Please let me know if you would like more detailed instructions on preparing this healthy, quick and tasty meal. Buoyed by this success, next week we will be attempting Chateaubriand steak with duchesse potatoes and asparagus spears.
It is absolute MONTHS since I last offered any advice to followers of the Lifestyle Support Guru! Have you forgotten me? Have I forgotten you? Has everyone forgotten everything? I have no excuse, no reason, no explanation – I haven’t even been on an extended holiday trying to escape the cares of the world. Nor have I been applying for a job with Dominic Cummings since I don’t consider myself a weirdo or a misfit – WHY would you want to employ a weirdo or a misfit? You’ll just end up with a psycho who wants to run the world … hmm, maybe too many people have already filled in the application form …
But now I’m back and this time, dear followers, I am asking for your help rather than the other way around. As you may know, I have an assistant called Alexa and she is generally very helpful in reminding me of tasks (ironing, washing and other interesting domestic duties – I tend to ignore her); sometimes, however, she has a little difficulty understanding me and I have to repeat myself more than once. For example, the other day I was doing a crossword (verbally) and gave the answer to one clue as ‘error’ – three times Alexa replied that ‘era’ wasn’t the answer! ‘I know it’s not!’ I responded. ‘It’s ERROR!’ I have to admit to raising my voice and, eventually, she accepted my answer, but she only gave me 83% for my final score because I didn’t give the correct answer straight away. I didn’t bother arguing with her. Anyway, having given you the background, I need to tell you that I use Alexa to keep my shopping list up to date and that there are items written on there that I don’t recognise in the slightest, so I am asking for your help in interpreting them. They are the following:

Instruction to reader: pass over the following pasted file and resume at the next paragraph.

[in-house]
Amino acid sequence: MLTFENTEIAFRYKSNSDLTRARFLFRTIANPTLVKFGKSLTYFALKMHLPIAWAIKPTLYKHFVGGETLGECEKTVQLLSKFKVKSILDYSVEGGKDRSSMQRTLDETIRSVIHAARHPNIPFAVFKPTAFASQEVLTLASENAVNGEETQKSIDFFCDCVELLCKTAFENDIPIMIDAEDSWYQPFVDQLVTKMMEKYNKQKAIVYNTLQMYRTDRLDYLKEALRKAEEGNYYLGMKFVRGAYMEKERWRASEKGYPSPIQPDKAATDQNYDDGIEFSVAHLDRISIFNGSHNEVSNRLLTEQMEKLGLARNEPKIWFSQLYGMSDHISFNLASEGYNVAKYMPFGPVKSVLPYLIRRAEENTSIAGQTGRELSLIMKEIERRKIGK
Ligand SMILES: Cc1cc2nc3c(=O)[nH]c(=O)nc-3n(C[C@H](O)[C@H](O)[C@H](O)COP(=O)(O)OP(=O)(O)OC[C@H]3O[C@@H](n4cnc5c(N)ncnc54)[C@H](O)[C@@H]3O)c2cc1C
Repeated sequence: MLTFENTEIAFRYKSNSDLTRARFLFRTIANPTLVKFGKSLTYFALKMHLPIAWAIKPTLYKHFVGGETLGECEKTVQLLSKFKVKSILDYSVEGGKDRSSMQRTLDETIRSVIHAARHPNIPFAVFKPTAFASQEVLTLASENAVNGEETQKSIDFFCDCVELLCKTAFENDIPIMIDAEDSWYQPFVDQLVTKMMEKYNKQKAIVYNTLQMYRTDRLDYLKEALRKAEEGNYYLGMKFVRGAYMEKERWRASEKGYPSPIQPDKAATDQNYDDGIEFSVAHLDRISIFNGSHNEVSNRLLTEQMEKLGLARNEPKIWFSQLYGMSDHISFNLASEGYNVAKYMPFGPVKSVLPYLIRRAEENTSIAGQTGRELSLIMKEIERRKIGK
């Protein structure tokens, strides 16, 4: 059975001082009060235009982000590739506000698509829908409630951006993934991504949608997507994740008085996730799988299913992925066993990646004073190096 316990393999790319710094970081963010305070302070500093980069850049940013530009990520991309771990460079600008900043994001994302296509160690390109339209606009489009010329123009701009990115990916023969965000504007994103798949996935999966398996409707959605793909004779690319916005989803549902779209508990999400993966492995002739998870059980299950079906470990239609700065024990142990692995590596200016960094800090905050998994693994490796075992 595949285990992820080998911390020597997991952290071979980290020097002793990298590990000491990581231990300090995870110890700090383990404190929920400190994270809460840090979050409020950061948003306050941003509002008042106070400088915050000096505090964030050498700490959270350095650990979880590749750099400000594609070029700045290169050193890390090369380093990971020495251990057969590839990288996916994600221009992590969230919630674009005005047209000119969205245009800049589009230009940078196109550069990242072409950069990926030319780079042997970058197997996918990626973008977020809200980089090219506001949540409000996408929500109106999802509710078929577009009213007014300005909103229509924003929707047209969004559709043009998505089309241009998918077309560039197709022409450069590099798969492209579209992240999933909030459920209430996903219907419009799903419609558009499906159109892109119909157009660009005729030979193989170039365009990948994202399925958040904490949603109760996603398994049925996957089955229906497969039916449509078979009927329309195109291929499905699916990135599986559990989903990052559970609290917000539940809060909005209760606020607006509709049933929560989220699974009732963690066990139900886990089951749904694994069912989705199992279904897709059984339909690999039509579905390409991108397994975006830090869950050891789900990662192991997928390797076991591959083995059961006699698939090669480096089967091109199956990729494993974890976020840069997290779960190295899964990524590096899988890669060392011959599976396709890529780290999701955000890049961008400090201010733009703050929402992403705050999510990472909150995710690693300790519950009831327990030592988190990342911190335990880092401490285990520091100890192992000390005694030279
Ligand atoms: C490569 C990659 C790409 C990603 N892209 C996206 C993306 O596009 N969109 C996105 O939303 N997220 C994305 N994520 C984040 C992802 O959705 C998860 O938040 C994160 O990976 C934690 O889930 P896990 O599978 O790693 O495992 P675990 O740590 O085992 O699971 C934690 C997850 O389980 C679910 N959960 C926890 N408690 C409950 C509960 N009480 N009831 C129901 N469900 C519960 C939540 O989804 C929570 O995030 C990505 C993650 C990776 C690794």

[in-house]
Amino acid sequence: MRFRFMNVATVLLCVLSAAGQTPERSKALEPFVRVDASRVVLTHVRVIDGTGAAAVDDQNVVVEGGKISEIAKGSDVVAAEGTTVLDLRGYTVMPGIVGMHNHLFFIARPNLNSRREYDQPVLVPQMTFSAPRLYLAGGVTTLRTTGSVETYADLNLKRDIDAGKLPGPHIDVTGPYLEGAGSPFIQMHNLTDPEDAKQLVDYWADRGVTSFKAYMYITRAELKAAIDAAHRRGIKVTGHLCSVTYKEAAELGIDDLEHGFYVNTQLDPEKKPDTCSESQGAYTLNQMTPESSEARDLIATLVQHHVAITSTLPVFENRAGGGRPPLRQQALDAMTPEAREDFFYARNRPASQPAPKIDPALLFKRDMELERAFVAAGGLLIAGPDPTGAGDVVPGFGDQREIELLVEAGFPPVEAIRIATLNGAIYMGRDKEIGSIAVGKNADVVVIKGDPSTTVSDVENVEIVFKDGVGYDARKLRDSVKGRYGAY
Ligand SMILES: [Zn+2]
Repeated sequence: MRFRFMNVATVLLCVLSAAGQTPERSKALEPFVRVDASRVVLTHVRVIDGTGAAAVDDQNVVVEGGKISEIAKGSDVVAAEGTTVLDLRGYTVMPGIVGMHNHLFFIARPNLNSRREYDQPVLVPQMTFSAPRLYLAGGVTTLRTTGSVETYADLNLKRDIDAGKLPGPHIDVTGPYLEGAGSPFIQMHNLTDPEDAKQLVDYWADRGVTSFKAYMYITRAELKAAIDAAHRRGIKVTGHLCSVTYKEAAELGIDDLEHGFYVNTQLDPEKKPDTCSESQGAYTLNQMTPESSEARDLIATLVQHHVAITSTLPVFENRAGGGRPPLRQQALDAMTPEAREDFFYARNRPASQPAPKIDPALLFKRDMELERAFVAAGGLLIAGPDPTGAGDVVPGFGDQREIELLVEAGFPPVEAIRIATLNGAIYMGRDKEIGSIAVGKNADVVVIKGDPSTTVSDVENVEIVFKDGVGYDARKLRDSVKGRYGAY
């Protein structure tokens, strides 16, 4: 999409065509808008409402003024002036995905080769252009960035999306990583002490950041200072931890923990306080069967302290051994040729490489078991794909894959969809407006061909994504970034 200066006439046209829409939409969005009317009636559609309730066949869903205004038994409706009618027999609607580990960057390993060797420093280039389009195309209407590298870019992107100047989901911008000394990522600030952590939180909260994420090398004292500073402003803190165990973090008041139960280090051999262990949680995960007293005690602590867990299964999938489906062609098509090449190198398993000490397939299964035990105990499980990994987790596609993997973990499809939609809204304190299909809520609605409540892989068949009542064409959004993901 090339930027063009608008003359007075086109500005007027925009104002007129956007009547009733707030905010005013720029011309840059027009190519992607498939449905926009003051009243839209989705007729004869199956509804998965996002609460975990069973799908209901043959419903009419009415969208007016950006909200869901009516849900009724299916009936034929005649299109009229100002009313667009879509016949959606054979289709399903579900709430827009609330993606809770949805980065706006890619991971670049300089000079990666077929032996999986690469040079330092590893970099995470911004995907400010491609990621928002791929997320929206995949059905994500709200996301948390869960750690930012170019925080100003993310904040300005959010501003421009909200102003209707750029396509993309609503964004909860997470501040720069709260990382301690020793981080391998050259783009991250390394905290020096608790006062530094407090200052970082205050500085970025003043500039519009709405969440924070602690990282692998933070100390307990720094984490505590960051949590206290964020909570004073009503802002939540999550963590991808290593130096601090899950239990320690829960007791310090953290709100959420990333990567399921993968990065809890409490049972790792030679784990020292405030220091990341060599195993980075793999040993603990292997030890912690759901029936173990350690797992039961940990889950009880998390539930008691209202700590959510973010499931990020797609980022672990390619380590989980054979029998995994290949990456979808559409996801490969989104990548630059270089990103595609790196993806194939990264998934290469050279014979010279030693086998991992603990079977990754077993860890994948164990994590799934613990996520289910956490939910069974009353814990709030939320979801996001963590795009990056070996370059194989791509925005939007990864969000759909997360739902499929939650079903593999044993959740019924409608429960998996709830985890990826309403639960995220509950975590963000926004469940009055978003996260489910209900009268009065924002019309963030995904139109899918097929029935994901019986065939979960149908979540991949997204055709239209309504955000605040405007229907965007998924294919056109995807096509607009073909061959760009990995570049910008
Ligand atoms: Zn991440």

1. Who is big desert
2. Play the plasis
3. Cream cost
You will need to read these in a Welsh accent to try to replicate what I said. It may help to know that when I ask her to ‘Play Derby Sound’ (a little plug for the radio station there!), she sometimes says that she can’t find ‘Dolby Sound’. It may also help to know that I often add these items at the end of the evening after a little glass of wine and just as I’m going to sleep. I need to know what items I haven’t bought but that I thought important enough to add to my shopping list – these could be vital to my wellbeing and lifestyle. I have ruled out Pot Noodles, baked beans and faggots (she won’t say this last word, nor will she write it in a list – it just comes up as ‘f*****s’).
Any help will be much appreciated.
A very good afternoon to you all! It is a little while since I offered you any advice, which is very remiss off me because some of you may not be living life as fully as you might without me here to help you avoid any little pitfalls and stumbling blocks along life’s rocky road. Today I wish to discuss domestic problems – not that I have any problems, of course, because I am a living Domestic Goddess, but I have come across a ‘Help’ page in a Sunday paper which answers readers’ questions about household/domestic problems. I felt that the ‘experts’ didn’t necessarily address the problems appropriately, so I felt I should offer alternative solutions. Here are some of the questions that were raised, with a brief version of the experts’ answers (because they did tend to ramble on), followed by my much more succinct and useful answers: